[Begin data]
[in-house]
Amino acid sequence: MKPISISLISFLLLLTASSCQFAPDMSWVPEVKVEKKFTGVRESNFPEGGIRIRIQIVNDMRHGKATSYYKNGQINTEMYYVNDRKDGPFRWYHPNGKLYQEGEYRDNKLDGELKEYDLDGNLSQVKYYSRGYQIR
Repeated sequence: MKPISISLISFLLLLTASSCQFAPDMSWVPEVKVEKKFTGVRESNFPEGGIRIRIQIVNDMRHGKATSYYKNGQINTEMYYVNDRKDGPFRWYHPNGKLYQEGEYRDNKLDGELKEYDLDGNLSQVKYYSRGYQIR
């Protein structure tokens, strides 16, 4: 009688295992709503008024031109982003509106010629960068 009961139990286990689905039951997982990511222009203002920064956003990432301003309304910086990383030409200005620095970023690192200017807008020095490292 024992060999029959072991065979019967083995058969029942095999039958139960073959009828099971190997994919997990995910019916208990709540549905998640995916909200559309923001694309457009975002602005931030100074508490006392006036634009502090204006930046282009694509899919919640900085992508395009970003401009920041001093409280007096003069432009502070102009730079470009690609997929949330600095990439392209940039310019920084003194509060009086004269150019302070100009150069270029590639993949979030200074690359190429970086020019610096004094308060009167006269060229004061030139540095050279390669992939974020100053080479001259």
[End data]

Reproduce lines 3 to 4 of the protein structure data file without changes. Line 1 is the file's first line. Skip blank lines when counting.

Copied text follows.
Repeated sequence: MKPISISLISFLLLLTASSCQFAPDMSWVPEVKVEKKFTGVRESNFPEGGIRIRIQIVNDMRHGKATSYYKNGQINTEMYYVNDRKDGPFRWYHPNGKLYQEGEYRDNKLDGELKEYDLDGNLSQVKYYSRGYQIR
């Protein structure tokens, strides 16, 4: 009688295992709503008024031109982003509106010629960068 009961139990286990689905039951997982990511222009203002920064956003990432301003309304910086990383030409200005620095970023690192200017807008020095490292 024992060999029959072991065979019967083995058969029942095999039958139960073959009828099971190997994919997990995910019916208990709540549905998640995916909200559309923001694309457009975002602005931030100074508490006392006036634009502090204006930046282009694509899919919640900085992508395009970003401009920041001093409280007096003069432009502070102009730079470009690609997929949330600095990439392209940039310019920084003194509060009086004269150019302070100009150069270029590639993949979030200074690359190429970086020019610096004094308060009167006269060229004061030139540095050279390669992939974020100053080479001259």